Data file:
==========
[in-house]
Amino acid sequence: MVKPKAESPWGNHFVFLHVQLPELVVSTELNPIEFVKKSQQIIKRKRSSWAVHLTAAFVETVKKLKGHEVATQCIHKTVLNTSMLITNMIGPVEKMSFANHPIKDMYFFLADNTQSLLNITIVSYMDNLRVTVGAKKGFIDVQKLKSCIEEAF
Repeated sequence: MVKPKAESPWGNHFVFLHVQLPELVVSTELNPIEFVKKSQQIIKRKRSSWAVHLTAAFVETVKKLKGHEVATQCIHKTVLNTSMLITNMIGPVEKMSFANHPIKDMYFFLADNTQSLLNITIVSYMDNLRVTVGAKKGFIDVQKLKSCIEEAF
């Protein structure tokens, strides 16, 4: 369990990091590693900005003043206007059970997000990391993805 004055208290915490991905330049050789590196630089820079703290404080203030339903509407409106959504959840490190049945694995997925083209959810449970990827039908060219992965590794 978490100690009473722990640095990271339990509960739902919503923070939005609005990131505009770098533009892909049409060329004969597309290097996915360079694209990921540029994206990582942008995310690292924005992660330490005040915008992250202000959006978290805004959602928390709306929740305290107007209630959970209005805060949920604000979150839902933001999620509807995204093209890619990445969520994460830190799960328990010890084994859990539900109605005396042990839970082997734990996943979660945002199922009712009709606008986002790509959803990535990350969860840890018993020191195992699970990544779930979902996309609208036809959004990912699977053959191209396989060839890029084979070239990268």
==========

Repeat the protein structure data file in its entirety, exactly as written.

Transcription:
[in-house]
Amino acid sequence: MVKPKAESPWGNHFVFLHVQLPELVVSTELNPIEFVKKSQQIIKRKRSSWAVHLTAAFVETVKKLKGHEVATQCIHKTVLNTSMLITNMIGPVEKMSFANHPIKDMYFFLADNTQSLLNITIVSYMDNLRVTVGAKKGFIDVQKLKSCIEEAF
Repeated sequence: MVKPKAESPWGNHFVFLHVQLPELVVSTELNPIEFVKKSQQIIKRKRSSWAVHLTAAFVETVKKLKGHEVATQCIHKTVLNTSMLITNMIGPVEKMSFANHPIKDMYFFLADNTQSLLNITIVSYMDNLRVTVGAKKGFIDVQKLKSCIEEAF
């Protein structure tokens, strides 16, 4: 369990990091590693900005003043206007059970997000990391993805 004055208290915490991905330049050789590196630089820079703290404080203030339903509407409106959504959840490190049945694995997925083209959810449970990827039908060219992965590794 978490100690009473722990640095990271339990509960739902919503923070939005609005990131505009770098533009892909049409060329004969597309290097996915360079694209990921540029994206990582942008995310690292924005992660330490005040915008992250202000959006978290805004959602928390709306929740305290107007209630959970209005805060949920604000979150839902933001999620509807995204093209890619990445969520994460830190799960328990010890084994859990539900109605005396042990839970082997734990996943979660945002199922009712009709606008986002790509959803990535990350969860840890018993020191195992699970990544779930979902996309609208036809959004990912699977053959191209396989060839890029084979070239990268």